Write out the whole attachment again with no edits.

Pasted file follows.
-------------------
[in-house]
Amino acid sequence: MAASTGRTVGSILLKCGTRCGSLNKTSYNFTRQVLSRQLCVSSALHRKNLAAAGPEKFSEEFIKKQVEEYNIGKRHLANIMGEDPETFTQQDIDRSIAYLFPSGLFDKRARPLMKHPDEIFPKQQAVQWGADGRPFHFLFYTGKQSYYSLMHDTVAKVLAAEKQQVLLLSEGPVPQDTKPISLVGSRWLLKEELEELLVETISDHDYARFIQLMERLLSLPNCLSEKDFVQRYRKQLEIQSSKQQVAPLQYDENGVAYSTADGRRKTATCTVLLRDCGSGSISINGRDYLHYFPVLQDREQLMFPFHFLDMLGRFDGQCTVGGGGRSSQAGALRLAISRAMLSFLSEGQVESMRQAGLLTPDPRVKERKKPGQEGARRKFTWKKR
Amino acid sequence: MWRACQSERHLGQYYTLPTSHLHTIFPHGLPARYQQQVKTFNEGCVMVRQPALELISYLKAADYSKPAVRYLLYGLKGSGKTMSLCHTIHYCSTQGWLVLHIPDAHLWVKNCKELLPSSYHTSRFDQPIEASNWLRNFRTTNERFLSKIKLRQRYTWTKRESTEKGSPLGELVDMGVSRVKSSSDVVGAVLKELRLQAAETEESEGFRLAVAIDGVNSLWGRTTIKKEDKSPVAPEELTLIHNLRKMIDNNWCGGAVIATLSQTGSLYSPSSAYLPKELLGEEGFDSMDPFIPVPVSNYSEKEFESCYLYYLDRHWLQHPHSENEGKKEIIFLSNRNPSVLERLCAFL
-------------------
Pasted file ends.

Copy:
[in-house]
Amino acid sequence: MAASTGRTVGSILLKCGTRCGSLNKTSYNFTRQVLSRQLCVSSALHRKNLAAAGPEKFSEEFIKKQVEEYNIGKRHLANIMGEDPETFTQQDIDRSIAYLFPSGLFDKRARPLMKHPDEIFPKQQAVQWGADGRPFHFLFYTGKQSYYSLMHDTVAKVLAAEKQQVLLLSEGPVPQDTKPISLVGSRWLLKEELEELLVETISDHDYARFIQLMERLLSLPNCLSEKDFVQRYRKQLEIQSSKQQVAPLQYDENGVAYSTADGRRKTATCTVLLRDCGSGSISINGRDYLHYFPVLQDREQLMFPFHFLDMLGRFDGQCTVGGGGRSSQAGALRLAISRAMLSFLSEGQVESMRQAGLLTPDPRVKERKKPGQEGARRKFTWKKR
Amino acid sequence: MWRACQSERHLGQYYTLPTSHLHTIFPHGLPARYQQQVKTFNEGCVMVRQPALELISYLKAADYSKPAVRYLLYGLKGSGKTMSLCHTIHYCSTQGWLVLHIPDAHLWVKNCKELLPSSYHTSRFDQPIEASNWLRNFRTTNERFLSKIKLRQRYTWTKRESTEKGSPLGELVDMGVSRVKSSSDVVGAVLKELRLQAAETEESEGFRLAVAIDGVNSLWGRTTIKKEDKSPVAPEELTLIHNLRKMIDNNWCGGAVIATLSQTGSLYSPSSAYLPKELLGEEGFDSMDPFIPVPVSNYSEKEFESCYLYYLDRHWLQHPHSENEGKKEIIFLSNRNPSVLERLCAFL